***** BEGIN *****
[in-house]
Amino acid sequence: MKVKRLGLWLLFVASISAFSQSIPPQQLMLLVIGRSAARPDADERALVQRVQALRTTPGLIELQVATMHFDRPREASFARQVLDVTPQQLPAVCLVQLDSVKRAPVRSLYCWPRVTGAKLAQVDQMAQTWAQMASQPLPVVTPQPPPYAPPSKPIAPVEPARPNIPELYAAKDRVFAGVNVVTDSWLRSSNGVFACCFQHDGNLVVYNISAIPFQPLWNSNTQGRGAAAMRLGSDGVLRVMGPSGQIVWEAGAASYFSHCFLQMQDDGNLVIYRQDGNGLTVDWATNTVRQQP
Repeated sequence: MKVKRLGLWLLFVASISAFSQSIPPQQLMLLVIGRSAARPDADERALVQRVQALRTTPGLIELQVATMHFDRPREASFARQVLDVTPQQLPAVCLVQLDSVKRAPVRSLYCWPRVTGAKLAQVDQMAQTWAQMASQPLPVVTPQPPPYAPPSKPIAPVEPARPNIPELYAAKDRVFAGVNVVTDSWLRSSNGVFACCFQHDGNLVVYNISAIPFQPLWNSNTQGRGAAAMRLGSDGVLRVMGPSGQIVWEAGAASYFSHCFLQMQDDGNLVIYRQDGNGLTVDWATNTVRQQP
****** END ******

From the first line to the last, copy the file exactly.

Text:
[in-house]
Amino acid sequence: MKVKRLGLWLLFVASISAFSQSIPPQQLMLLVIGRSAARPDADERALVQRVQALRTTPGLIELQVATMHFDRPREASFARQVLDVTPQQLPAVCLVQLDSVKRAPVRSLYCWPRVTGAKLAQVDQMAQTWAQMASQPLPVVTPQPPPYAPPSKPIAPVEPARPNIPELYAAKDRVFAGVNVVTDSWLRSSNGVFACCFQHDGNLVVYNISAIPFQPLWNSNTQGRGAAAMRLGSDGVLRVMGPSGQIVWEAGAASYFSHCFLQMQDDGNLVIYRQDGNGLTVDWATNTVRQQP
Repeated sequence: MKVKRLGLWLLFVASISAFSQSIPPQQLMLLVIGRSAARPDADERALVQRVQALRTTPGLIELQVATMHFDRPREASFARQVLDVTPQQLPAVCLVQLDSVKRAPVRSLYCWPRVTGAKLAQVDQMAQTWAQMASQPLPVVTPQPPPYAPPSKPIAPVEPARPNIPELYAAKDRVFAGVNVVTDSWLRSSNGVFACCFQHDGNLVVYNISAIPFQPLWNSNTQGRGAAAMRLGSDGVLRVMGPSGQIVWEAGAASYFSHCFLQMQDDGNLVIYRQDGNGLTVDWATNTVRQQP